Technology has changed the way the world turns. With smart, android, and iPhones; along with iPads, laptops, and TV; plus, batteries, solar, and wind turbines; technology has impacted perception of time. When technology is working as intended, you can accomplish more and in a shorter period of time. That has also accelerated a perception of the passage of time. Bring this to a holiday season, when adults, who already may feel there isn’t enough time to do everything, have increased demands on their time. There is planning ahead, shopping, wrapping gifts, preparing food and trying to freeze at least some of it in advance, to say nothing of decorating and knowing what will have to be dismantled and either disposed of or stored until next year. No wonder time rushes ahead for adults and drags abysmally for children. Slow down and think through expectations. Guess what? Although traditions can be enjoyable, everything does not have to happen every year in exactly the same way. Try doing one or two things differently. The brain loves variety. Open gifts on a holiday morning or after dinner or the evening before. As children grow up, try a three-day mini vacation, building life-time memories of being with people you love and who love you in return.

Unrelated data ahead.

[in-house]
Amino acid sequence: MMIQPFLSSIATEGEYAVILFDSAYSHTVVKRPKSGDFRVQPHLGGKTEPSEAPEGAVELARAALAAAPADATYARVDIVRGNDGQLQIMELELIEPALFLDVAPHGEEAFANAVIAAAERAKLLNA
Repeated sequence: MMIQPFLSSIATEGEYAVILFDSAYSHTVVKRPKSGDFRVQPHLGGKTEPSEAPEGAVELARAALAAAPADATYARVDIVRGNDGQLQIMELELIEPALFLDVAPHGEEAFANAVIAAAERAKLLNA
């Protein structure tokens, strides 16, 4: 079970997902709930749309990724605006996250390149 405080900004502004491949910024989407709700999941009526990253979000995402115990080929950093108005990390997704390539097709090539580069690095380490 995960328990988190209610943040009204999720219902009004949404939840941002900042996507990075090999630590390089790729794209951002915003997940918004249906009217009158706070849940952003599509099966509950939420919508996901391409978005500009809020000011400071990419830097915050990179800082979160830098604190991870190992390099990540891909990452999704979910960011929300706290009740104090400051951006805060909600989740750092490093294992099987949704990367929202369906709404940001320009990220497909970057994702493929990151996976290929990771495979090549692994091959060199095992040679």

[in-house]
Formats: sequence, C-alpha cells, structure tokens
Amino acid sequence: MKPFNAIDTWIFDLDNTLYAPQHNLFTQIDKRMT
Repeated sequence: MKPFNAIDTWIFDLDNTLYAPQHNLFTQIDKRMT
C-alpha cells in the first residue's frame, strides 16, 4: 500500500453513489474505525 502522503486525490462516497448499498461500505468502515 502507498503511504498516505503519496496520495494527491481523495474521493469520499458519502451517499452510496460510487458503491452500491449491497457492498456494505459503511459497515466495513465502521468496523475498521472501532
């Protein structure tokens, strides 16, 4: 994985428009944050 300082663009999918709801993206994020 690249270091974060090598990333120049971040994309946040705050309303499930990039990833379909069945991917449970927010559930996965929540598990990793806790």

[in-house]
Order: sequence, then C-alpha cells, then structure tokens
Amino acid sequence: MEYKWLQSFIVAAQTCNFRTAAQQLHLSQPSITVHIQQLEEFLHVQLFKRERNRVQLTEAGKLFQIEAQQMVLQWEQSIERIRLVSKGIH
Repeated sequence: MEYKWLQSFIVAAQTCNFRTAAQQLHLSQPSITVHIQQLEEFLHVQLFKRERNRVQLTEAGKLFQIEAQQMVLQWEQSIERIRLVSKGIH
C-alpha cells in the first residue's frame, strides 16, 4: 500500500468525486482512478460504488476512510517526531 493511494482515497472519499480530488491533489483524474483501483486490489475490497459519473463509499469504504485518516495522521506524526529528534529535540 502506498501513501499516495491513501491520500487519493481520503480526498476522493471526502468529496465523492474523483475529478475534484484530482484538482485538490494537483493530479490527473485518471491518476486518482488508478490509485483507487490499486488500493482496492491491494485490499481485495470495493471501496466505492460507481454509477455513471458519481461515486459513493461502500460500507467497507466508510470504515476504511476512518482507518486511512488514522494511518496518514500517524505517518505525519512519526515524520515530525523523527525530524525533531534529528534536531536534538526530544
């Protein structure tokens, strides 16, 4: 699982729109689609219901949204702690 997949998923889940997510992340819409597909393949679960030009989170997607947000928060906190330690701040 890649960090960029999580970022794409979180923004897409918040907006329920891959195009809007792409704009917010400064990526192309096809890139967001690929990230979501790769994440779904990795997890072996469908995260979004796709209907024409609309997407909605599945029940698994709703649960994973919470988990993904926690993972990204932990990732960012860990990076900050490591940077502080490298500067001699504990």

Wednesday, December 7, 2022

Anticipation & Passage of Time

Children around the world—at least in developed countries—may count Father X-mas and the reindeer (or Hanukkah) as the most anticipated part of the year. Naturally they pay attention to how long they must wait until the desired holiday arrives. The more their brains  focus on time passing, the more it seems to creep along. Do you remember looking at the clock and asking, “When do we leave on vacation?” or “When will Grami and Gramps arrive?” If the answer was something like “in the next hour or two” and you tried to stay glued to the clock, an hour or two could feel like forever. When I was growing up in Canada, there was no mention of X-mas until after Thanksgiving at the end of November. Now, as early as October, X-mas goodies are being advertised. Seeing all the X-mas paraphernalia for two to three months before the day arrives increases the sense that X-mas is just around the corner for adults, and months away for children. 

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Tuesday, December 6, 2022

Memories & Passage of Time